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Discourage dead air.

I was watching a friend of mine struggle with her cellphone the other day. She was on  hold with a company that had no hold music. Apparently, her cellphone will automatically disconnect you if it doesn’t hear any noise on either side. Needless to say, this was frustrating for her. But for me and subsequently for you, it was beneficial.

A less annoying version of this can be implemented to help discourage “dead air” in call centers. My idea was this: you can set your customer service represenatives’ headsets to beep (so the caller cannot hear it) after a set period of time with nothing being said. If the customer is on hold, it won’t beep, but if the customer is still active on the call, then it will beep.

This reminds the customer service represenative to either start talking or to put the customer on hold while you research. That six to ten seconds of “dead air” can make customers wonder if they have been disconnected, forced to ask if you are still there, etc.

This is a fairly simple solution that solves a very annoying problem. Simple solutions like these can be implemented all around your company. It is just a matter of observing what is a problem and thinking about possible solutions. If you think about it concisely and pro-actively look for improvements, they will turn up.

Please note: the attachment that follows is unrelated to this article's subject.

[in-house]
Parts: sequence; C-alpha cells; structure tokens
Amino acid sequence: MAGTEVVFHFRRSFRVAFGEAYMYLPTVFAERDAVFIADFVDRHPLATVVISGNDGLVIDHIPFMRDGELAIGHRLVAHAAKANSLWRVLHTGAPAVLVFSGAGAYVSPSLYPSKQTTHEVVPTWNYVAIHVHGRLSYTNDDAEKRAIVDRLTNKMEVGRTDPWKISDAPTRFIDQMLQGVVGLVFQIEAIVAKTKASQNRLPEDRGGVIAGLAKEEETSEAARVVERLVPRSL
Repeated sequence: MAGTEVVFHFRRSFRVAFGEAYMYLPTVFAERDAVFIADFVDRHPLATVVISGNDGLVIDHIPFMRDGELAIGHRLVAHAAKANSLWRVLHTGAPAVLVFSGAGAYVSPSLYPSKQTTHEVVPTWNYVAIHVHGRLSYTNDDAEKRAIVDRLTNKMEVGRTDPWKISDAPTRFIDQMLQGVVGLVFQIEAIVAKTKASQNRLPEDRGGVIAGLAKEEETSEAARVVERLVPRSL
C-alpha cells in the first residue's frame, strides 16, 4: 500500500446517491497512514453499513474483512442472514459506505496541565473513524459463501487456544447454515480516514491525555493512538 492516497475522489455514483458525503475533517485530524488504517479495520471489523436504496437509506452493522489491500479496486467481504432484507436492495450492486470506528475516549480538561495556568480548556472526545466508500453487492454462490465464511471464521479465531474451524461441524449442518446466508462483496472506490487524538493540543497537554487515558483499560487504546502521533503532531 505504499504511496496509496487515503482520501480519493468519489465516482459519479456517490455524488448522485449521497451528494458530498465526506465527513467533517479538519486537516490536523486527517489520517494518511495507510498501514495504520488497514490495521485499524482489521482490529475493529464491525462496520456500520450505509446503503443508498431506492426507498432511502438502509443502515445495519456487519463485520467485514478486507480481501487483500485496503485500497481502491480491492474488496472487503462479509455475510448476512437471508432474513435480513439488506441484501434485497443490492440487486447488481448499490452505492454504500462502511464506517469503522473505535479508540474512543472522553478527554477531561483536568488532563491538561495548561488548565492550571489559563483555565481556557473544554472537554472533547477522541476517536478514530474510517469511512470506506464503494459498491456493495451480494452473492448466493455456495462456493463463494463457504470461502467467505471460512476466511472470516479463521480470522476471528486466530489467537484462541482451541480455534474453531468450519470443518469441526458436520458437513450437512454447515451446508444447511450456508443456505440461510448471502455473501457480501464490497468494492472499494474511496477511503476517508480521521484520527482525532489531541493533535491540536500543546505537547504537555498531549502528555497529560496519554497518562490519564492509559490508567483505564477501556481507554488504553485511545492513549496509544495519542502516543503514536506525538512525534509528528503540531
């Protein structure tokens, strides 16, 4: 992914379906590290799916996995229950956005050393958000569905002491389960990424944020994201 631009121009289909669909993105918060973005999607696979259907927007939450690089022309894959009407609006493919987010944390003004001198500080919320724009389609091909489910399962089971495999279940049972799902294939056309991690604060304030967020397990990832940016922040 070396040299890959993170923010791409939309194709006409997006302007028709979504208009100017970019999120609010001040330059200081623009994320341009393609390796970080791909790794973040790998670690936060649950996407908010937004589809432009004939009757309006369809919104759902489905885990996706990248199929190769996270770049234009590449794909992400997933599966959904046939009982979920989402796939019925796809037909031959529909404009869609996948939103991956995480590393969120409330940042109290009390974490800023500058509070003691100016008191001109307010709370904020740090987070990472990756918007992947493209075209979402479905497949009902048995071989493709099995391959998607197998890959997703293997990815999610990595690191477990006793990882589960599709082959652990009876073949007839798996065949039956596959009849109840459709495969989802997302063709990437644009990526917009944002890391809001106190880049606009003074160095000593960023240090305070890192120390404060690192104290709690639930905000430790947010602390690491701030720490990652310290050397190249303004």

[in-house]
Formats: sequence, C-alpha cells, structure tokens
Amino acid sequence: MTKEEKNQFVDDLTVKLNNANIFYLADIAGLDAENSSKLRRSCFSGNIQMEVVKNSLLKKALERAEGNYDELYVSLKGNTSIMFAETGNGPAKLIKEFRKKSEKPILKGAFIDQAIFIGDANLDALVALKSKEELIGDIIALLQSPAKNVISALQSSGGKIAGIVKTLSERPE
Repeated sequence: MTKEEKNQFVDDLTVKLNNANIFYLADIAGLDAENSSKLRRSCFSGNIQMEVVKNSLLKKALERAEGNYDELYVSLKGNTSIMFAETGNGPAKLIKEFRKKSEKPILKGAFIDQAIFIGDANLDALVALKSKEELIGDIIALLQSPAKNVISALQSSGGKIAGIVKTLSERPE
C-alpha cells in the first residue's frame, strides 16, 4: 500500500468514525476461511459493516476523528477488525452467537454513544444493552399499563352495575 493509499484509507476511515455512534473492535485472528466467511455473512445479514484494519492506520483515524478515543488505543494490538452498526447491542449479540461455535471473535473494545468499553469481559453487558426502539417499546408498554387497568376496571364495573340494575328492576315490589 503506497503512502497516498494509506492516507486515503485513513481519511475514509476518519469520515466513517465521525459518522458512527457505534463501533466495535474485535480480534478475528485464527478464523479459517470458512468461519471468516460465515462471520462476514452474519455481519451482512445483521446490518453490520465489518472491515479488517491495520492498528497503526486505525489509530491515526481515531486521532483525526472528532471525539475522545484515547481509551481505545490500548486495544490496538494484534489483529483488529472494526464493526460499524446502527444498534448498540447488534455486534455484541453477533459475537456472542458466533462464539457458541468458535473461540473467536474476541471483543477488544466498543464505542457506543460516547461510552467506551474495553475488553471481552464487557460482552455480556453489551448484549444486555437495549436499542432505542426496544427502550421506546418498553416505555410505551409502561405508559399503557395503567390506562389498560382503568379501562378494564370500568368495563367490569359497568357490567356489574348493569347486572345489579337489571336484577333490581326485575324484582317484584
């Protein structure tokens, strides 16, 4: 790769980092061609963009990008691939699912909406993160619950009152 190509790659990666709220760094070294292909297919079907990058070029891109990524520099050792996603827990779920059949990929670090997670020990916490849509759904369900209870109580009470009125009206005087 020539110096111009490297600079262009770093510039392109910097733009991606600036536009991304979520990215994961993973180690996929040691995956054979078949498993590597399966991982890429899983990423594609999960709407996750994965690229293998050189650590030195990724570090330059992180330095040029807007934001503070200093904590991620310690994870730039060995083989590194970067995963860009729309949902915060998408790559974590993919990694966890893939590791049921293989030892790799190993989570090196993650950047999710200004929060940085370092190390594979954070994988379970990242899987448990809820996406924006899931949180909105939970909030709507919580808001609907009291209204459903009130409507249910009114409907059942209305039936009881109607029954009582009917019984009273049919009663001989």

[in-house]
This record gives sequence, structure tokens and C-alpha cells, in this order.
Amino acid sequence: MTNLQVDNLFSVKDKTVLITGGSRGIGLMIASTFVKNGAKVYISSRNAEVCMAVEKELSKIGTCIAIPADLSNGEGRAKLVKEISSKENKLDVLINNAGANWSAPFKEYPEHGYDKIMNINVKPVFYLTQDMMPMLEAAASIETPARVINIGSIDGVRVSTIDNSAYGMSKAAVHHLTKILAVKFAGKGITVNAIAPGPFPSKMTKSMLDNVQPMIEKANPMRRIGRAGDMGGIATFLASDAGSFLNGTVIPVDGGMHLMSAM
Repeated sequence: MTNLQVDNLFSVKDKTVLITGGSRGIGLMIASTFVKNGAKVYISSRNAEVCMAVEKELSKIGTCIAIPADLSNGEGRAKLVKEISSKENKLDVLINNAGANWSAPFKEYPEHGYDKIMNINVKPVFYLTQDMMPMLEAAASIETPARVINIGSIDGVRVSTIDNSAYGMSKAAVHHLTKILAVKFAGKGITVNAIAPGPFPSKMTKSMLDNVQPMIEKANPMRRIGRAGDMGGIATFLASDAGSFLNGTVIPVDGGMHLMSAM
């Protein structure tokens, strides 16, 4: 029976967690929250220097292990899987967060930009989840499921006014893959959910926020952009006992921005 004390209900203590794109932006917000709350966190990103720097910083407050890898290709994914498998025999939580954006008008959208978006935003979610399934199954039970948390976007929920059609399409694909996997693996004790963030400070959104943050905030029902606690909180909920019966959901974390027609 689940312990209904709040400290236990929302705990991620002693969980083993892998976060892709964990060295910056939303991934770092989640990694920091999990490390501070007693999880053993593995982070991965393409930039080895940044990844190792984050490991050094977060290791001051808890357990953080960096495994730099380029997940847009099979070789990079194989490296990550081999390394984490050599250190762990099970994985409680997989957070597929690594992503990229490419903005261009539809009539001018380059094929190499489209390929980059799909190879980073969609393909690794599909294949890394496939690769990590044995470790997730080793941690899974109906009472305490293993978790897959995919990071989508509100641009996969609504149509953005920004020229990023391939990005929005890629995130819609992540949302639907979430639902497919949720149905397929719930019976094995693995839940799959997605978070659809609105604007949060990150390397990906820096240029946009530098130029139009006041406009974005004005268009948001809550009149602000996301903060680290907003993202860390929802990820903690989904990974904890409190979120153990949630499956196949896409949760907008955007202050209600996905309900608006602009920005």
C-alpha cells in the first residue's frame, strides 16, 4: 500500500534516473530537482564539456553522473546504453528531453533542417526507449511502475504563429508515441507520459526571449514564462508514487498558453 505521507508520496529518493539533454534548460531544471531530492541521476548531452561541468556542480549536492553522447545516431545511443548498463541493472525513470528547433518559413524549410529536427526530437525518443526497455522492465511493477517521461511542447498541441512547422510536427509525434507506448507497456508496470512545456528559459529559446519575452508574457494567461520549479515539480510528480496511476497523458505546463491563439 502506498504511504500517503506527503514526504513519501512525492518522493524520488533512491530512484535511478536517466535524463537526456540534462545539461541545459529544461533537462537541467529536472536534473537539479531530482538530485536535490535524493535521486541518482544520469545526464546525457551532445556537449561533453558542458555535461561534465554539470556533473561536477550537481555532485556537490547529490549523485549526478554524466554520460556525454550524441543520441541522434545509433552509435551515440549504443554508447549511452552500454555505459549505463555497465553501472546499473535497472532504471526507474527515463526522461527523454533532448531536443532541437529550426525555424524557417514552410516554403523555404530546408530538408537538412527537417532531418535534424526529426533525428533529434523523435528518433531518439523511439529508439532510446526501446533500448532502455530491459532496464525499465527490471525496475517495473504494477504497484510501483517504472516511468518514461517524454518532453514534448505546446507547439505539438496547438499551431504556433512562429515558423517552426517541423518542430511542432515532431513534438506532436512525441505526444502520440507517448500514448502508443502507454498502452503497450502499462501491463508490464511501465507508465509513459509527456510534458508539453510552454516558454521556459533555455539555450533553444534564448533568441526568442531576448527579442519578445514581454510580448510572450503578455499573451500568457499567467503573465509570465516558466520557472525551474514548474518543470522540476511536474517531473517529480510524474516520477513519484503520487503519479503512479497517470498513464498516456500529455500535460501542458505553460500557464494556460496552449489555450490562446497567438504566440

What simple solutions have you used for your business?

It’s charm school for Delta Airlines

A330-300 Delta Air LinesWhen Delta merged with Northwest Airlines, it seemed just to make a wider venue for the endless lack of customer service and concern. Delta received the highest rate of customer complaints filed with the Department of Transportation for the first nine months of last year, and they were only one step above dead last for on time arrivals and baggage handling through November. If that wasn’t enough to make Delta Executive Vice President, Glen Hauenstein sad, Delta also had the shameful distinction of rating the highest for canceled flights for 2010.

Delta blames the high rate of canceled flights on repairs, lack of parts, and understaffed airport workers. They are now reportedly hiring 1000 new workers and increasing their inventory of spare parts and spare planes.

The most impressive part of the new Delta image, centers around two-billion dollars worth of customer service instruction for the 11,000 ticket counter agents, gate attendants, baggage personnel, and supervisors. The one-day course will concentrate on finding ways to assist travelers rather than just blowing them off with a sigh of indifference. Training facilitators will help agents show their appreciation of customers and the money travelers spend. Dealing with the most common complaint from customers, “no one cared or apologized” customer service training will now emphasize the “high value customers,” all of whom these frequent fliers make up 26 percent of the total revenue for the airlines.